Sometimes words fail me. But not this time. I’m incensed. “They Are Us” an “inspirational story about the young leader’s response to the tragic events.” Now let me think, is it about the two police officers who responded with outstanding bravery when they apprehended a terrorist on a killing spree? It was acknowledged that without their intervention more people would have been killed. However, these officers did not want any public fanfare or attention. They were described as the sort of people who just wanted to get on with the job. So the film can’t possibly be about them.

Armed only with a credit card reader, Abdul Aziz Wahabzada confronted the attacker in Christchurch. The BFD.

Maybe the film could be about Abdul Aziz Wahabzadah who was hailed a hero for saving lives at the Linwood Mosque in Christchurch. Armed only with a credit-card reader, he confronted the terrorist and chased him from the Mosque. Without hesitating, he called to the attacker: “Come over here. I’m here.” He said, “I wanted to attract the gunman’s attention to protect the worshippers in the mosque and prevent more people from dying”. He actually grabbed the terrorists automatic assault rifle, was shot at but managed to shelter behind a parked vehicle. It was reported that he said, “I have no desire to be a hero, any person who still has human feelings would have done the same.” Sadly 71-year-old Daud Nabi also confronted the gunman, but tragically lost his life doing so. But it appears the film is not about them, they have no desire to be heroes.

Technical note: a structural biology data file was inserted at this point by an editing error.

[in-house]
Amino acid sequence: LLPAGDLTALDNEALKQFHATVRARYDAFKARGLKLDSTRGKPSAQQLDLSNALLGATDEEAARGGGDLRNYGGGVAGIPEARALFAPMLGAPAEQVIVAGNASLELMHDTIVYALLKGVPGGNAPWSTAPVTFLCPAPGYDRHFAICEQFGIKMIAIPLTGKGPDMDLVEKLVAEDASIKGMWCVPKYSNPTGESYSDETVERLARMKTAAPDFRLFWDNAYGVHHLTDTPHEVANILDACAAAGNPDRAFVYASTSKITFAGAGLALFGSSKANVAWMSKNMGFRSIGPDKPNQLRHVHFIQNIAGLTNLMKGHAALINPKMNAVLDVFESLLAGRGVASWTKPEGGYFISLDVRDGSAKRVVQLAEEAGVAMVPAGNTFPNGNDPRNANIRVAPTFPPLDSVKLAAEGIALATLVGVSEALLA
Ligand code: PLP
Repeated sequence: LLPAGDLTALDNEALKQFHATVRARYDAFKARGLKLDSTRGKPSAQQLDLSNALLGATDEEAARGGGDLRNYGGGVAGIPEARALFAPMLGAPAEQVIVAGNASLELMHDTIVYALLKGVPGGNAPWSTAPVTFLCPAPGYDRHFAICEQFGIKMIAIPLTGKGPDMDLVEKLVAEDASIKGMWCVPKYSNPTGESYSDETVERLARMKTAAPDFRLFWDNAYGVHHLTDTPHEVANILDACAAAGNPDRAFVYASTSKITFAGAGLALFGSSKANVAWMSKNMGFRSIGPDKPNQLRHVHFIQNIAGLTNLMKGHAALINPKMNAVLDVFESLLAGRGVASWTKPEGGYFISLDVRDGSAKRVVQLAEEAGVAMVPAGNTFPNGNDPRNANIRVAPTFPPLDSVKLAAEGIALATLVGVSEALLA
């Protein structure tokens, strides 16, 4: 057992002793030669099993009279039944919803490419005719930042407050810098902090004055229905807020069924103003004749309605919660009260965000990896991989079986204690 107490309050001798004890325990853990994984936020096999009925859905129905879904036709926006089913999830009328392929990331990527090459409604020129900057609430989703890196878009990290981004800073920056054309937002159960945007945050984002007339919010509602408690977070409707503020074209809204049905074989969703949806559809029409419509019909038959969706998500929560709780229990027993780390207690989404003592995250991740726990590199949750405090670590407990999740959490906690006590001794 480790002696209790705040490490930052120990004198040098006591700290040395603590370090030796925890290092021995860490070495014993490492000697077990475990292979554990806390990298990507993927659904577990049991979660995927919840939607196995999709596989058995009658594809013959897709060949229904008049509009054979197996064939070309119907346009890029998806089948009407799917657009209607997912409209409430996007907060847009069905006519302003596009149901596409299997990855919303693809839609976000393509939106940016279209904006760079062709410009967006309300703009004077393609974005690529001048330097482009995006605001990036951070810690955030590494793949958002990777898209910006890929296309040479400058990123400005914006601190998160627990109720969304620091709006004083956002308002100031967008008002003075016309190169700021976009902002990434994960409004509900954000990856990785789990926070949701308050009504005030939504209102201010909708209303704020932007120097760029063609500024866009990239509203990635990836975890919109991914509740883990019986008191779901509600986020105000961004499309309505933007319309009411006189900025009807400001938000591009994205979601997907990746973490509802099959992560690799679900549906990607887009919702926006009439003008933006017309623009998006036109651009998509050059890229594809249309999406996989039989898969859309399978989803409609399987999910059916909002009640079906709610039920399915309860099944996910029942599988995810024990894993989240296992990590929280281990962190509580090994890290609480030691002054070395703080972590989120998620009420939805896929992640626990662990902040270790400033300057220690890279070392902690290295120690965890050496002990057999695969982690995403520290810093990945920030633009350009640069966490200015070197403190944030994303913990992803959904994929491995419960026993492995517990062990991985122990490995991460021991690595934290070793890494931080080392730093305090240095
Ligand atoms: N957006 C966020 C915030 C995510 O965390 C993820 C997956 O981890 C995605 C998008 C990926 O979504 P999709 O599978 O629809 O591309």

The film has to be about the Christchurch specialists, surgeons, doctors and nursing staff who were confronted with the overwhelming trauma of forty eight shot up victims arriving on their doorstep. Ian Civil, a surgeon at Auckland City Hospital’s trauma service had this to say: “The fact that nobody died who reached hospital alive, is a great testament at the management of these patients.” Professional heroes, all of them. But they are a modest lot, never to be heard from. So the film can’t be about them.

But we all know who the film is about, don’t we? She may not have commissioned the film but if she has given the film her blessing then it confirms what we all know. Where is the dignity in advancing approval when so many others contributed so much more? Where is the humility when so many suffered and sacrificed everything? Where is the self-awareness of inappropriate intrusion? Is she so desperate for attention that she can’t see how absurd this will appear? Her role as PM was to represent the country’s horror at the events that took place. She approached it with unrestrained flamboyance.

Since outrage has been expressed about the timing of the film, the MSM is referring to the production as a film about the Christchurch terrorist’s attack. But it is not, is it? And Ardern’s spin doctors have been falling over themselves to distance her involvement. But she has not, at any time, requested that the film should not be produced. It doesn’t get any worse than that. After all, she is the real hero lest we forget.

The BFD.

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The Heroes the Film Should Be About
By George

By George

Centre-right, Act/National. Still undecided. Opposed to legislation which pigeonholes ethnicity, gender, political or faith-based groupings. A divided society is a sick society. The socialist's agenda...